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 National Register Bulletin How to Complete the National Register Registration Form

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U.S. Department of the Interior, National Park Service

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Document each property within a multiple property submission on a separate registration form (NPS 10-900). Each property will be listed individually in the National Register. (Note: While a district may be one of the types of property within a multiple property group, it is by definition an individual property not a multiple property group.)

Registration forms for properties may be completed at the same time as the multiple property documentation form, or any time thereafter. One of the major reasons for grouping properties together for listing is to reduce the amount of documentation on each property. This applies particularly to information about methodology, bibliography, and historic context that relates to the group as a whole. Common information is discussed once in the multiple property documentation form (NPS 10-900-b) and can be simply referenced in the individual registration forms.

Follow the instructions in Chapter III to complete these forms, noting the shortcuts listed in this chapter. Applicants should also consult with the SHPO or FPO when documenting a property within a multiple listing.

See the instructions for completing the multiple property form in National Register Bulletin 16B: How to Complete the National Register Multiple Property Documentation Form for an explanation of property types and registration requirements.


When naming the property, select a name that is different from that of other properties in the multiple property group . If necessary, differentiate similar names by adding a number, the location, or some other descriptive term.

World War II Japanese Fortification--Site 2

United States Post Office--Main Branch


The appropriate certifying and commenting officials sign each registration form. (See Appendix VIII.)


Enter the name of the multiple property listing to which the property belongs.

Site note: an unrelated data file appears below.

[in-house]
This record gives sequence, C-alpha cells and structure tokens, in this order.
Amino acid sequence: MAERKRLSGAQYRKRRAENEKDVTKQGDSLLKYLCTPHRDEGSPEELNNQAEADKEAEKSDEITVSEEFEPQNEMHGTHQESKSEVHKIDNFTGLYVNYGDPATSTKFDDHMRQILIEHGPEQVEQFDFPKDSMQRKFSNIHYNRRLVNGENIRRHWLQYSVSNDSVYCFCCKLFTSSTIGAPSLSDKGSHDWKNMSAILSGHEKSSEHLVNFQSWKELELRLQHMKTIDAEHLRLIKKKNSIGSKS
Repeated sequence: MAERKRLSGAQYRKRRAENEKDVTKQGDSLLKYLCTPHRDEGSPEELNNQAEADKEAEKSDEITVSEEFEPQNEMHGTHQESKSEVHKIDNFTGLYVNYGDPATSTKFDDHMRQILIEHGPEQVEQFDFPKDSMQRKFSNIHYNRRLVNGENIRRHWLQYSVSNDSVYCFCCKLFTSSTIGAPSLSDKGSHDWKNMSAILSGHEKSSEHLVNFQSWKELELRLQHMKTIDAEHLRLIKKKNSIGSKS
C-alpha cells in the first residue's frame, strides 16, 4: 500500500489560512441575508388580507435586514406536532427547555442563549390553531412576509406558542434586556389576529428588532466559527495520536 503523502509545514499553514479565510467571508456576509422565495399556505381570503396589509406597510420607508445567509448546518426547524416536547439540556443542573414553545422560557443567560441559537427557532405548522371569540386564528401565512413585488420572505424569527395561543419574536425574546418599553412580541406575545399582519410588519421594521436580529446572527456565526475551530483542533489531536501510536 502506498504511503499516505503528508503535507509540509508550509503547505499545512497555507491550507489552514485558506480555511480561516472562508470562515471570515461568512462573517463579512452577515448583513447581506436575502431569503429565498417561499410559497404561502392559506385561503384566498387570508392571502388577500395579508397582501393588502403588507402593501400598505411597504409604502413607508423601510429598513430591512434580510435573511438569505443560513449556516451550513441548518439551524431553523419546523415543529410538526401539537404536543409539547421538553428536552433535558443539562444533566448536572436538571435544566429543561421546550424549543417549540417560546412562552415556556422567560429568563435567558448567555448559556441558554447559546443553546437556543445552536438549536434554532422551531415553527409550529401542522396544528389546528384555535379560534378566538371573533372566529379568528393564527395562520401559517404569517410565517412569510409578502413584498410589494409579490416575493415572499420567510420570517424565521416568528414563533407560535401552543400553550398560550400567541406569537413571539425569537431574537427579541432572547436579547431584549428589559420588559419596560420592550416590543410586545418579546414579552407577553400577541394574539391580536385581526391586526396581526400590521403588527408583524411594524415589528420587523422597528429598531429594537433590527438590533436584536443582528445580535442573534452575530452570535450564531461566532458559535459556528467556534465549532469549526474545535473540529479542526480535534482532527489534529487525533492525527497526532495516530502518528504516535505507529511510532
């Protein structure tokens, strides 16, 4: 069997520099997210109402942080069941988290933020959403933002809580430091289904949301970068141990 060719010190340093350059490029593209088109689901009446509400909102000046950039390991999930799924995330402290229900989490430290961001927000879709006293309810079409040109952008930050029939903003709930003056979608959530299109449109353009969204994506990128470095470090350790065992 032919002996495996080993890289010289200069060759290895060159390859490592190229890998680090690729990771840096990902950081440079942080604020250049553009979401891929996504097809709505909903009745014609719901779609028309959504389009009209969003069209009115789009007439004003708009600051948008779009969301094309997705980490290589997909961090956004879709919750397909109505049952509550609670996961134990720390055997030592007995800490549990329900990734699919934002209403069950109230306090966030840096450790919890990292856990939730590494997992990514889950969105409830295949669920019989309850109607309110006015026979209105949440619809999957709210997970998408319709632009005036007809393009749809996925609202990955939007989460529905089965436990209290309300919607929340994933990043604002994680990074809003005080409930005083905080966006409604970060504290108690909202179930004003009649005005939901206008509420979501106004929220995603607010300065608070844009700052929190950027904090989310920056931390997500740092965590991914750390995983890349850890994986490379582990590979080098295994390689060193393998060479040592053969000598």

Port Huron Multiple Properties

Historic Archeological Resources of the Iron Industry on the Westland Highland Rim


Identify the physical features that identify the property as a member of its property type. Describe also additional features that make it unique or distinctive. When discussing the property's historic and current condition, address any alterations, additions, disturbances, or other changes that affect the property's representation of its property type.


For most properties within a multiple property listing, a summary paragraph is sufficient. The paragraph identifies the themes or historic contexts for the property and provides specific facts about the property's history and condition that link it to the historic contexts and property types documented on the multiple property documentation form. The more specific the registration requirements are in the multiple property form, the shorter and simpler the statement of significance will be.

In the summary paragraph:

  • Identify the historic contexts and property types represented by the property. (These should correspond to those documented on the multiple property form.)

  • Provide facts relating the property to each historic context and showing that the property possesses the physical or associative characteristics required for listing as a member of its property type.

  • Discuss how the property meets the National Register criteria and any criteria considerations as a member of its property type.

Additional paragraphs should:

  • Discuss any additional significance, mentioning other historic contexts, themes, or areas of significance related to the property.

  • Provide background information linking the property with the prehistory or history of the geographical area where the property is located, if this is not covered in the multiple property form.

  • Discuss any reasons why a property not meeting the registration requirements for its property type merits listing in the National Register. (For example, upon further information the registration requirements should be revised, or, under certain conditions, some of the requirements should be waived.)


Cite only sources specifically relating to the property being documented. Cite sources relating to the group as a whole on the multiple property form.


Provide a complete set of geographical data with each completed form.



A single USGS quadrangle map may be used to indicate the location of several properties. Also, a single tax map or other large area map may be used as a sketch map or in place of a verbal boundary description for more than one property.


Submit one or more photographs with each registration form. Photographs must illustrate the characteristics that relate the property to its property type, as well as depict its overall character and condition.


Label and number continuation sheets for each registration form separately from the multiple property form and each other. Include the name of the multiple property listing with the property's name and location. Do not combine items for separate properties on a single continuation sheet.


Submit completed registration forms either separately or together as a group . This may be done at the same time or after the multiple property form is submitted.

When submitting a core group of properties with a multiple property form, include a continuation sheet listing the properties. Additional properties can be added to the multiple property listing at any time. Properties will be identified in the NRIS by the name of both the property and the multiple property listing.


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